Picture Book Reviews: Up the Mountain Path & The Night Box
Marianne Dubuc, the acclaimed Canadian author and illustrator behind picture books like Mr. Postmouse’s Rounds and The Lion and the Bird, brings readers Up the Mountain Path. Radiating kindness and sweet humour, Up the Mountain Path tells the story about Mrs. Badger and what happens after she meets a new friend while going about her usual Sunday walk “to the mountain’s peak”. We see Mrs. Badger, who we learn “is very old [and has] seen many things”, as she sets off from her house and garden. On the way to the mountain she greets friends along the way, picks edible mushrooms for her fox friend Alexander, and even helps a turtle who needs righting. Readers will notice that there happens to be someone- an adorable someone with whiskers, and pointed orange ears- who happens to sort-of-hiding and sort-of-popping up wherever Mrs. Badger goes. Mrs. Badger acknowledges her feline shadow with a kind offer to share her food, and soon becomes acquainted with a new friend named Lulu who would love to know how to climb the big mountain. As Mrs. Badger encourages her new cat friend (who believes they are too small for such a journey), and teaches them important things (slippery rocks to watch for, the perfect kind of walking stick), Lulu the cat discovers an new, incredible world waiting for them up the mountain path. Dubuc has an extremely deft hand in presenting the loveliest, most genuine of friendships as well as loss and change in the quietest, most thoughtful of ways. In Up the Mountain Path, readers see the tides changing as Mrs. Badger’s age begins to slow her down little by little and Lulu begins to take the reins as the twosome’s stronger and compassionate leader. A beautiful ending sees a return of sorts to Lulu’s first expedition with Mrs. Badger and a promising beginning. Up the Mountain Path is another excellent picture book from Dubuc, full of heart, poignancy and Dubuc’s splendid, distinctive illustrations.
The Night Box is the picture book debut from author and poet Louise Greig and illustrator Ashling Lindsay. An elegant, poetic and incredibly illustrated read that would make for beautiful bedtime reading, The Night Box tells the story about a young boy named Max who carries the key to a magical, wondrous box that holds and releases Day and Night. As the story begins we see Max playing outside with what appears to be a golden key on a red yarn around his wrist. As his mother calls to him that “it’s time for bed” “Max waves goodbye” as sleepy Day waits for Max to turn the “key in the Night Box”. What will happen when Max turns the key? How does the Night Box work? In a gorgeous spread, readers see “Day slips inside as Night sweeps out” with a great swath of grey and then: “Darkness tumbles into the air. It dances and whirls around the room. It goes under the bed, under the chair- everywhere!”. In beautiful prose, Greig describes the often-considered scary parts about nighttime (e.g. the suddenly loud noises, the strange taps on the window), and presents them as everyday, nice things we don’t need to fear. At Night, readers get to see the world beyond Max’s window, with a look at the animals who rest at Night, and those that play. The Night Box paints an enchanting and altogether tranquil look at the turn from day to night, emphasizing marvels in the world as well as childhood comforts like “a bear and a soft, warm bed”. The close of the story comes as Night now begins to feel sleepy, Day begins to stir, and as Max opens the box, “a new song begins”. Overall, The Night Box is a truly lovely, tender, and imaginative picture book that makes for perfect bedtime reading…or for readers looking for a little escape into quietude and delight.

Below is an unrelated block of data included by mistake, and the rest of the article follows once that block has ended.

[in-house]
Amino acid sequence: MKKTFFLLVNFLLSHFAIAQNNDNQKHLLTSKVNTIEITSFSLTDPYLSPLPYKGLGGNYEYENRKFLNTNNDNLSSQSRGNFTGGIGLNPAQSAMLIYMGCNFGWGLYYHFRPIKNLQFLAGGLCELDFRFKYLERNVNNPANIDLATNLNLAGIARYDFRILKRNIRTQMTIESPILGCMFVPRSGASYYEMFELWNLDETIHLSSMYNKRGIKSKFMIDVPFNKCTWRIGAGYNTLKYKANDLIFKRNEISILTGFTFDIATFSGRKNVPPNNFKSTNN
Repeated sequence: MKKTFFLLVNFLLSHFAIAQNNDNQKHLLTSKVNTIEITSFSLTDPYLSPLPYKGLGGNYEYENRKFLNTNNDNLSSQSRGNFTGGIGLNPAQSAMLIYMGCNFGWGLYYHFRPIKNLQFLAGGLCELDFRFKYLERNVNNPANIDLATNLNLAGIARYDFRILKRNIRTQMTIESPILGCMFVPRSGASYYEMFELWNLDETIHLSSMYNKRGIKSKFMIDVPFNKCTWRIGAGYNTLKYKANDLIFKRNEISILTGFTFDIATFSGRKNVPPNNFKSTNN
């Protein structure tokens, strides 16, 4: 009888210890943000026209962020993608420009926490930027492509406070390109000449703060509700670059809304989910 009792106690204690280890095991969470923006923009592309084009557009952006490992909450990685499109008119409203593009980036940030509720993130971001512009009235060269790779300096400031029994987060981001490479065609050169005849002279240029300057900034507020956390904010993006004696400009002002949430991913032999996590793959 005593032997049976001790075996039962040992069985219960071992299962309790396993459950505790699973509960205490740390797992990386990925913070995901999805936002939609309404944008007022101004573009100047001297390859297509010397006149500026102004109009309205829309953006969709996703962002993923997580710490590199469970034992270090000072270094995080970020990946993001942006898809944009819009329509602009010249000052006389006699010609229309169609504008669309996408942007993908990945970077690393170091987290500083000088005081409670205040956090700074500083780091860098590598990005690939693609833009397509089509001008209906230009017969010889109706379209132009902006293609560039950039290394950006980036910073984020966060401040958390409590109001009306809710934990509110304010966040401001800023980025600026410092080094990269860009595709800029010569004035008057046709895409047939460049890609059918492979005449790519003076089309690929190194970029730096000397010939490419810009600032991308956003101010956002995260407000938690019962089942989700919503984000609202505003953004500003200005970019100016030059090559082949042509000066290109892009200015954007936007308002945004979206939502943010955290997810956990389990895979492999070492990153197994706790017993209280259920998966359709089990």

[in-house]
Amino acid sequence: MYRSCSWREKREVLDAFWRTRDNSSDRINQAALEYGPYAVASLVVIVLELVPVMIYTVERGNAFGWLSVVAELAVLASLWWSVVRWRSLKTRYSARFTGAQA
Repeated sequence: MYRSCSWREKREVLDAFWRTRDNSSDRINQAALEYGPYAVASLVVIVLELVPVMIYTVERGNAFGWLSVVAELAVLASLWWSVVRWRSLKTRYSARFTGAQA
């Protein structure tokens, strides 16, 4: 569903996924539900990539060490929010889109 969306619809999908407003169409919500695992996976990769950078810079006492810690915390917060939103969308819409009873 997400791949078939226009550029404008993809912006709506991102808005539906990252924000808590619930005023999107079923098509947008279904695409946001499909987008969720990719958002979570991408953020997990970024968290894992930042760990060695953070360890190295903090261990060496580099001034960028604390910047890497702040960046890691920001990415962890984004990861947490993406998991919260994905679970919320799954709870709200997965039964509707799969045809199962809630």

I received copies of these titles courtesy of Raincoast Books in exchange for honest reviews. All opinions and comments are my own. Both titles have been published and are currently available.